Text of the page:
February 18, 2010

 Navigation

   Home Page

 News & Features

   News

 Columns & Opinions

   Publisher's Note

   Boomers

   Pinings

   Longshots

   Techie

 Pop Culture

   Film

   TV

   Books
   Video Games
   CD Reviews

 Living

   Food

   Wine

   Beer

 Music

   Articles

   Music Roundup

   Live Music/DJs

   MP3 & Podcasts

   Bandmates

 Arts

   Theater

   Art

 Find A Hippo

   Manchester

   Nashua

 Classifieds

   View Classified Ads

   Place a Classified Ad

 Advertising

   Advertising

   Rates

 Contact Us

   Hippo Staff

   How to Reach The Hippo

 Past Issues

   Browse by Cover


Massive Attack, Heligoland
Virgin Records, Feb. 9

Whether or not this is the marquee-name-ruined disaster that Pitchfork’s expecting (it’s not, and will they ever shut up ruining everyone’s good time, so what if Portishead completely rules and Burial hasn’t done his wizzer-keen dubstep remix of this album yet), this British soundsystem does take long vaykays between albums. Their last LP, 100th Window, for cripes sake, came out when a few non-cretins among us were still unsure Iraq was a lie. But it’s been time well spent, if you’ll pardon that bummer of a reviewer cliché, and besides, I’ve only had this thing in my ears for like four listens, so any letter-grade given below has by now probably changed to an A+ (it keeps getting better).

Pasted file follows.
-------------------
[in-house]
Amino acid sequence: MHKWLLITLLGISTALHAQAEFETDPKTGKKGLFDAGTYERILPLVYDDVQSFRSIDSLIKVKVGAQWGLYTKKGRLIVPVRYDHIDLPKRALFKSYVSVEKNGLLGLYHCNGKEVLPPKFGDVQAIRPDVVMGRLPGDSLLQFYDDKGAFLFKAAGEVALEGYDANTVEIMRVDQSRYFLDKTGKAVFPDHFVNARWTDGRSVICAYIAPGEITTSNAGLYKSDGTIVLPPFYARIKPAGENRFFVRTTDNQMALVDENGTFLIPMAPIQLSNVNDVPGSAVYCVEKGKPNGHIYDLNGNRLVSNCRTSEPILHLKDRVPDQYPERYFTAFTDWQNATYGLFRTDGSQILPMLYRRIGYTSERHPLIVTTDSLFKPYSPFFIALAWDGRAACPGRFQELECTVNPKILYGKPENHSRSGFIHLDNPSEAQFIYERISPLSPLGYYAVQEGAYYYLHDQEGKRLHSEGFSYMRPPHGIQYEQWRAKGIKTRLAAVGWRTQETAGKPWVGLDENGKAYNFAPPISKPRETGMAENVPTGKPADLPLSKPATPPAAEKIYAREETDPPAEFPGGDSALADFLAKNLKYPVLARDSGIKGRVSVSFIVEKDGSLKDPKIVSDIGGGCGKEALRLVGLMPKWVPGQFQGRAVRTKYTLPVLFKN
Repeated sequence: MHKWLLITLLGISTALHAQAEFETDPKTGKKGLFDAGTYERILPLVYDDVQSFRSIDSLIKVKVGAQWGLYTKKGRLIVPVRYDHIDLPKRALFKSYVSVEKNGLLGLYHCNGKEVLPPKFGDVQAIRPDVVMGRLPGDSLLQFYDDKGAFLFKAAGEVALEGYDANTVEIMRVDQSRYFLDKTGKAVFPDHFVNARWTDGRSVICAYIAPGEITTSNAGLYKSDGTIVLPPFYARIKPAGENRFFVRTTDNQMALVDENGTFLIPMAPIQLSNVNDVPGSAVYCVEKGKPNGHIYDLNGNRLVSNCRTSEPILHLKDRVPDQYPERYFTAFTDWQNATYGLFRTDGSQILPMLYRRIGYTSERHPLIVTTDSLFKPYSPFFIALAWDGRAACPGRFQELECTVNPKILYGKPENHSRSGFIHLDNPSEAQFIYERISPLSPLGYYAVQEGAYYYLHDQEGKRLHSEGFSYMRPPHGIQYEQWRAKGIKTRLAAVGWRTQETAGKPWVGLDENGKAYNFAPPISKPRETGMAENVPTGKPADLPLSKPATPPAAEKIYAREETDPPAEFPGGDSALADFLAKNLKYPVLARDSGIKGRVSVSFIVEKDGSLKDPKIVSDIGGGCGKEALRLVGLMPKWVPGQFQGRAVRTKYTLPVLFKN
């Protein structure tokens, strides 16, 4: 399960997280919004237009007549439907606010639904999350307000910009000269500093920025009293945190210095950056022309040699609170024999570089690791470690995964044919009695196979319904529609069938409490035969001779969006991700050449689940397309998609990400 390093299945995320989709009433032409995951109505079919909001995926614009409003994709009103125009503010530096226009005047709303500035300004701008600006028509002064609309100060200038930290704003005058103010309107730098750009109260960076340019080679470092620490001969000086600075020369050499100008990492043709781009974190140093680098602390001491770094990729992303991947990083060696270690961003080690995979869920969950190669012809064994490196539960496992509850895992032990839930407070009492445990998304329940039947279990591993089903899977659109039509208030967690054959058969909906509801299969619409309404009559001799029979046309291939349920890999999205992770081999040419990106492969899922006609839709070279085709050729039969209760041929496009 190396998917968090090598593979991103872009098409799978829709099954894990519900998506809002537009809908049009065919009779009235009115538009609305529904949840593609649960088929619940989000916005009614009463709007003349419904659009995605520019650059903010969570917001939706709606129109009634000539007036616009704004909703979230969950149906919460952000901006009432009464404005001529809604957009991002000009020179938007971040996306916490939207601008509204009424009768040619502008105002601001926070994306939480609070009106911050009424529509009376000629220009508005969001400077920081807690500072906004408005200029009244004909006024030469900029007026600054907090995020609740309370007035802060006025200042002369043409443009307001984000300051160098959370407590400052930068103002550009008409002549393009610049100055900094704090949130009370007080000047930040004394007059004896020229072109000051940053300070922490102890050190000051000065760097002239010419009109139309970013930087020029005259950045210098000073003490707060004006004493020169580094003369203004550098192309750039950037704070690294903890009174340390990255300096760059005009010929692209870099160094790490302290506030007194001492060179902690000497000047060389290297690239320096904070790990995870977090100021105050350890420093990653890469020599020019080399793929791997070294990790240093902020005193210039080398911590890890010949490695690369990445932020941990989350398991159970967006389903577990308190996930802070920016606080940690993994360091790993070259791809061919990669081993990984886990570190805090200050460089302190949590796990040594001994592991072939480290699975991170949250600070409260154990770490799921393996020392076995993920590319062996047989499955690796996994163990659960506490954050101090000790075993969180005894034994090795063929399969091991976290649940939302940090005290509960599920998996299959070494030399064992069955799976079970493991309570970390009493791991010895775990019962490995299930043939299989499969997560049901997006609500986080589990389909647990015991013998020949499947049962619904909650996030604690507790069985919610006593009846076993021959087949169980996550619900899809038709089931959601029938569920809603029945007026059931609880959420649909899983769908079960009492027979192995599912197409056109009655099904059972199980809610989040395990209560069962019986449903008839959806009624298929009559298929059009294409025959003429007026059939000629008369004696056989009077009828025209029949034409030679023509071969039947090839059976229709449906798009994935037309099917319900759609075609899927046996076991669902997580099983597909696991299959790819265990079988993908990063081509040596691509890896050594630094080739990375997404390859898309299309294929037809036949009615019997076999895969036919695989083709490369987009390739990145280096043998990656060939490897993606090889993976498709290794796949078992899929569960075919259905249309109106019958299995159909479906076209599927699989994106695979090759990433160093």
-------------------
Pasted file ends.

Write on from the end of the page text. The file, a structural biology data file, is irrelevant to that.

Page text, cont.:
Mezzanine gave us unforgettable songs, including the one even your mom knows (“Teardrop,” the theme from TV’s House), and Heligoland will be unforgettable for different reasons, perhaps the Gnarls-as-Lucifer-like plodder “Splitting the Atom” or the hearing-test-pattern synth of “Flat of the Blade” (pure IDM-for-the-head there, with Guy Garvey mumble-crooning lines that appear to belong on some other joint). 3D is his usual irresistibly Davy Jones-ish self on “Rush Minute,” this outing’s reply to “Inertia Creeps.” Overall, the crew has deepened the creepy-eerie feel of the last two records, dispensed with the chicken-rattle stuff and gone a bit glum (fittingly so, being that they know what time it is; some non sequiturs about the bank bailouts peer out from the murk). AEWS